As I mentioned, this isn’t for everyone, but it has helped me find balance in my life, take back my control when it comes to food + to be confident that I don’t have to restrict certain foods from my life + I can make room for all things I enjoy in moderation.  I love the freedom this meal plan + way of life has opened me up to loving food again instead of hating it or fearing I would make a “bad” decision about what I “should” or “shouldn’t” eat. If you want to learn more about meal planning, I recommend you work with a R.D. to find the exchanges that are right for you + what your body needs. I am no expert, but this plan has been a successful tool for me to forget the stress when it comes to food. Hopefully this post was informative + insightful as to why it’s important for me to have adapted this way of thinking + why I choose to keep it around after all of these years. Maybe you’ll want to make some changes too! 😉

xoxo,

Ashley

LOOKING BACK AT THE “NO’S” I’VE EMBRACED

62403

Noticed a lot of New Year resolutions revolving around food + diets? Yup, me too. The thing I’ve understood as I get further into my recovery is that the more balance the better + in case you aren’t sure what that looks like, it means cutting out the “good” food and “bad” food talk. Let me explain.

When I made the decision to get the real help I needed for my eating disorder, I welcomed a whole new world of change into my life. Sure, I had to give up behaviors + thoughts… but I quickly realized those weren’t the only things I had to give up if I really wanted to turn my life around. My treatment team explained to me that using particular words about food + my body were only hurting me. Some of these words were as simple as; good, bad, fat, skinny, healthy, junk food, etc. These are words we’ve been using to describe food since I could walk. Hello…. Can you say re-programming?

I wasn’t convinced at first that this was something I wanted to do. After all, wasn’t there such a thing as good foods, bad foods, skinny people, fat people + junk food? Possibly. But the thing I had to embrace if I wanted to stop OBSESSING about what I looked like, when + where I could get my next exercise routine in, if what I ate for the day was “good” or “bad” + counting calories was just that. So I tried giving up these simple describing words in my daily lingo + slowly but surely, it shifted my mindset.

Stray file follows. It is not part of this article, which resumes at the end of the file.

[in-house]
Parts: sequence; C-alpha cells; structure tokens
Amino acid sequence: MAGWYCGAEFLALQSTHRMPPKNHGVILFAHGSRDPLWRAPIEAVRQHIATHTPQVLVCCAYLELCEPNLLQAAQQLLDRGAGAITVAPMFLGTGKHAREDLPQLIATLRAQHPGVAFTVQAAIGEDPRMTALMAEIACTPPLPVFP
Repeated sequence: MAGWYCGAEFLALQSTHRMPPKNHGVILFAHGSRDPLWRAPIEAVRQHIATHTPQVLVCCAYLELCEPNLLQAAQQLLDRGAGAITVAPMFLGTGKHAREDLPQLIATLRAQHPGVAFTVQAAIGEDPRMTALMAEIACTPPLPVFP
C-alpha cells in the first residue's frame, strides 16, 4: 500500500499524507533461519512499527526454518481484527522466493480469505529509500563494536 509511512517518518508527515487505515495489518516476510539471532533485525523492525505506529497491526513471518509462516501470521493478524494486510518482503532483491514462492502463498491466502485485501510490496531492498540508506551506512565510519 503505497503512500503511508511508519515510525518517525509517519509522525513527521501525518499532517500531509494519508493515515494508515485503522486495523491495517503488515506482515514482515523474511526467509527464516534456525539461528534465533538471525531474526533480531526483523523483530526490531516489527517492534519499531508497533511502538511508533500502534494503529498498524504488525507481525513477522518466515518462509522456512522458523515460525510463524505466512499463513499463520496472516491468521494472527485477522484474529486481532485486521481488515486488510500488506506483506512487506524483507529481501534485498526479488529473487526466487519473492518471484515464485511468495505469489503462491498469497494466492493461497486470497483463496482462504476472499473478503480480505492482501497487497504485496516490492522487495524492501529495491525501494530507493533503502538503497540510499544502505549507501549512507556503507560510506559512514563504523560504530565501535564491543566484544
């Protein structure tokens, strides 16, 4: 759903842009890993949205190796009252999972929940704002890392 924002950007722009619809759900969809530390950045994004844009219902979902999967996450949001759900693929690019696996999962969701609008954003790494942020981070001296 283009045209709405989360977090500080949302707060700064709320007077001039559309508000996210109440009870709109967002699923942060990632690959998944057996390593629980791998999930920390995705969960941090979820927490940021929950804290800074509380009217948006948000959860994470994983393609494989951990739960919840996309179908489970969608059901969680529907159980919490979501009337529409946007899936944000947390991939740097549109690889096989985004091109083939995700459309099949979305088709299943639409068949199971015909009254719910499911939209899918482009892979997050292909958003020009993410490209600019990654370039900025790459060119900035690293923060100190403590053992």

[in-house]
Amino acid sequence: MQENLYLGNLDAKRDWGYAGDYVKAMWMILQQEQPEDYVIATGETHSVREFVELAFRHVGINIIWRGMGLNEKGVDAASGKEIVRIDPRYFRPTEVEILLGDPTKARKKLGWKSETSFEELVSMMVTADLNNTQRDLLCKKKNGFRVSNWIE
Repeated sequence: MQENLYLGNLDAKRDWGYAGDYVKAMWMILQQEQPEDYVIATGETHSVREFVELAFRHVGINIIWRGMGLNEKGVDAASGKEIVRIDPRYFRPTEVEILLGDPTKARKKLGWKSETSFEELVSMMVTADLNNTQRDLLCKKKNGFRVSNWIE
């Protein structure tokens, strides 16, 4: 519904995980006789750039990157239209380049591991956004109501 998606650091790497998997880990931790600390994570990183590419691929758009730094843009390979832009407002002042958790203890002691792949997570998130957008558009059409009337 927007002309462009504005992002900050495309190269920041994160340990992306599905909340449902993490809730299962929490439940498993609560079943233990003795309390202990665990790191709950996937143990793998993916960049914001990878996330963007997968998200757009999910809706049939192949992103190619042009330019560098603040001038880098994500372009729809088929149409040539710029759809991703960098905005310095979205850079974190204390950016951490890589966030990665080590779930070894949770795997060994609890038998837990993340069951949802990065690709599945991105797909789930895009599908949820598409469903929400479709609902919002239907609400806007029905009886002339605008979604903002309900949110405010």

I learned which foods counted in my intake as a “protein”, “dairy”, “ fruit”, “vegetable, “fat” (no “healthy fat” talk here guys), + grains (not carbs). *You might be reading this thinking… I don’t want to talk about food in this way, that seems extreme + that’s perfectly O.K. I am simply sharing what worked for me to change the way I think about food + my body. These words I used to describe my foods were called exchanges by my Registered Dietitian + I embraced them fully. I taught my roommates, family + close friends these words + asked them to talk about food the same way I did to help me make this shift in my life.

When my now husband of 2 years + I started dating, he had a challenging time making these changes talking about food. I explained to him that I needed his support if we were going to cook together, meal prep on the weekends + enjoy dinner dates out. He never struggled with an eating disorder + in fact had a very healthy relationship with exercise, his body + food… I just needed him to get behind me + support what I needed to shift my mindset around food. It took a very long time to re-program my brain when thinking + talking about food but I did it. It takes constant practice + now 6 years into my recovery I still choose to talk about food + my body using these chosen words because it helps me to stay away from that slippery slope of knowing certain foods are taboo or preferred. I simply have a well-balanced intake of foods that fuel my body + mind.

The words I use to describe foods now are; fresh, tasty, delicious, flavorful, well-balanced + so on. I steer clear of using words to describe any bodies as skinny or fat + embrace all body types, promoting mental + physical well-being. If you want to learn more about the way I’ve changed my thought process around food + my body, leave a comment here or drop me a line. I’d love to hear from you!

Happy RE-SOLUTION making + don’t forget to be kind to your body.

xoxo,

Ashley